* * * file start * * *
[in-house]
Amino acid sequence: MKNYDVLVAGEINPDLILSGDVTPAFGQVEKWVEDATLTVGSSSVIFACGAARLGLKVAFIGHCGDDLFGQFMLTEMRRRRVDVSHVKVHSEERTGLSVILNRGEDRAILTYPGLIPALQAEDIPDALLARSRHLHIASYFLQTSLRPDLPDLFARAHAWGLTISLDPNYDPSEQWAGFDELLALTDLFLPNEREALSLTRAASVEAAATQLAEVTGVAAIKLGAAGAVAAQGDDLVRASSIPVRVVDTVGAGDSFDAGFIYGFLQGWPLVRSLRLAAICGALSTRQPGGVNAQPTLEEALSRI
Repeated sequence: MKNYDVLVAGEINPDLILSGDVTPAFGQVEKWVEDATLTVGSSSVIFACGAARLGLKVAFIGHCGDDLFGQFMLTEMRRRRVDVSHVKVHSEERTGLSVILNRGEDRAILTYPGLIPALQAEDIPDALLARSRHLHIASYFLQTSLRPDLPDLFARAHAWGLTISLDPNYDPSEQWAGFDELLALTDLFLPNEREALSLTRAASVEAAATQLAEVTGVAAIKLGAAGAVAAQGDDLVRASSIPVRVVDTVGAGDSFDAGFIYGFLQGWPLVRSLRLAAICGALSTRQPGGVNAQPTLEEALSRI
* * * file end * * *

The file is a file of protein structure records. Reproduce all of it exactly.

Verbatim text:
[in-house]
Amino acid sequence: MKNYDVLVAGEINPDLILSGDVTPAFGQVEKWVEDATLTVGSSSVIFACGAARLGLKVAFIGHCGDDLFGQFMLTEMRRRRVDVSHVKVHSEERTGLSVILNRGEDRAILTYPGLIPALQAEDIPDALLARSRHLHIASYFLQTSLRPDLPDLFARAHAWGLTISLDPNYDPSEQWAGFDELLALTDLFLPNEREALSLTRAASVEAAATQLAEVTGVAAIKLGAAGAVAAQGDDLVRASSIPVRVVDTVGAGDSFDAGFIYGFLQGWPLVRSLRLAAICGALSTRQPGGVNAQPTLEEALSRI
Repeated sequence: MKNYDVLVAGEINPDLILSGDVTPAFGQVEKWVEDATLTVGSSSVIFACGAARLGLKVAFIGHCGDDLFGQFMLTEMRRRRVDVSHVKVHSEERTGLSVILNRGEDRAILTYPGLIPALQAEDIPDALLARSRHLHIASYFLQTSLRPDLPDLFARAHAWGLTISLDPNYDPSEQWAGFDELLALTDLFLPNEREALSLTRAASVEAAATQLAEVTGVAAIKLGAAGAVAAQGDDLVRASSIPVRVVDTVGAGDSFDAGFIYGFLQGWPLVRSLRLAAICGALSTRQPGGVNAQPTLEEALSRI